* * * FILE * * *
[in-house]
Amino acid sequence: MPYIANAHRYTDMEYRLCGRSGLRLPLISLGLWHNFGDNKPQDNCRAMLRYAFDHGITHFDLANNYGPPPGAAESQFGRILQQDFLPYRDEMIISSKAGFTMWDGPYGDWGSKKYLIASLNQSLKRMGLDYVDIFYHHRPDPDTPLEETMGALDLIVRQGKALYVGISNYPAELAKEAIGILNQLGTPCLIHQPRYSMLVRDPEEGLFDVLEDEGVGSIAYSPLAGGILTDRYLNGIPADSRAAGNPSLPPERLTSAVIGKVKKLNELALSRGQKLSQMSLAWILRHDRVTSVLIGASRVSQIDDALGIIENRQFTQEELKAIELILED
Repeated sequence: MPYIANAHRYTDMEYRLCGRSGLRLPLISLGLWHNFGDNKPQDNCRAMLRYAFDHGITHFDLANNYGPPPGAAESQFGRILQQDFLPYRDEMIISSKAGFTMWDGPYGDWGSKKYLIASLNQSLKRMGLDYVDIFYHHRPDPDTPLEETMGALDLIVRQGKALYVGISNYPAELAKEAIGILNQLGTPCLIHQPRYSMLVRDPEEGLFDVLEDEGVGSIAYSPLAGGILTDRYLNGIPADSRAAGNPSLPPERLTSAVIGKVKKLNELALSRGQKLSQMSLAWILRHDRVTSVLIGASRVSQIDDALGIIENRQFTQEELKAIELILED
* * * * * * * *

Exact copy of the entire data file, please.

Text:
[in-house]
Amino acid sequence: MPYIANAHRYTDMEYRLCGRSGLRLPLISLGLWHNFGDNKPQDNCRAMLRYAFDHGITHFDLANNYGPPPGAAESQFGRILQQDFLPYRDEMIISSKAGFTMWDGPYGDWGSKKYLIASLNQSLKRMGLDYVDIFYHHRPDPDTPLEETMGALDLIVRQGKALYVGISNYPAELAKEAIGILNQLGTPCLIHQPRYSMLVRDPEEGLFDVLEDEGVGSIAYSPLAGGILTDRYLNGIPADSRAAGNPSLPPERLTSAVIGKVKKLNELALSRGQKLSQMSLAWILRHDRVTSVLIGASRVSQIDDALGIIENRQFTQEELKAIELILED
Repeated sequence: MPYIANAHRYTDMEYRLCGRSGLRLPLISLGLWHNFGDNKPQDNCRAMLRYAFDHGITHFDLANNYGPPPGAAESQFGRILQQDFLPYRDEMIISSKAGFTMWDGPYGDWGSKKYLIASLNQSLKRMGLDYVDIFYHHRPDPDTPLEETMGALDLIVRQGKALYVGISNYPAELAKEAIGILNQLGTPCLIHQPRYSMLVRDPEEGLFDVLEDEGVGSIAYSPLAGGILTDRYLNGIPADSRAAGNPSLPPERLTSAVIGKVKKLNELALSRGQKLSQMSLAWILRHDRVTSVLIGASRVSQIDDALGIIENRQFTQEELKAIELILED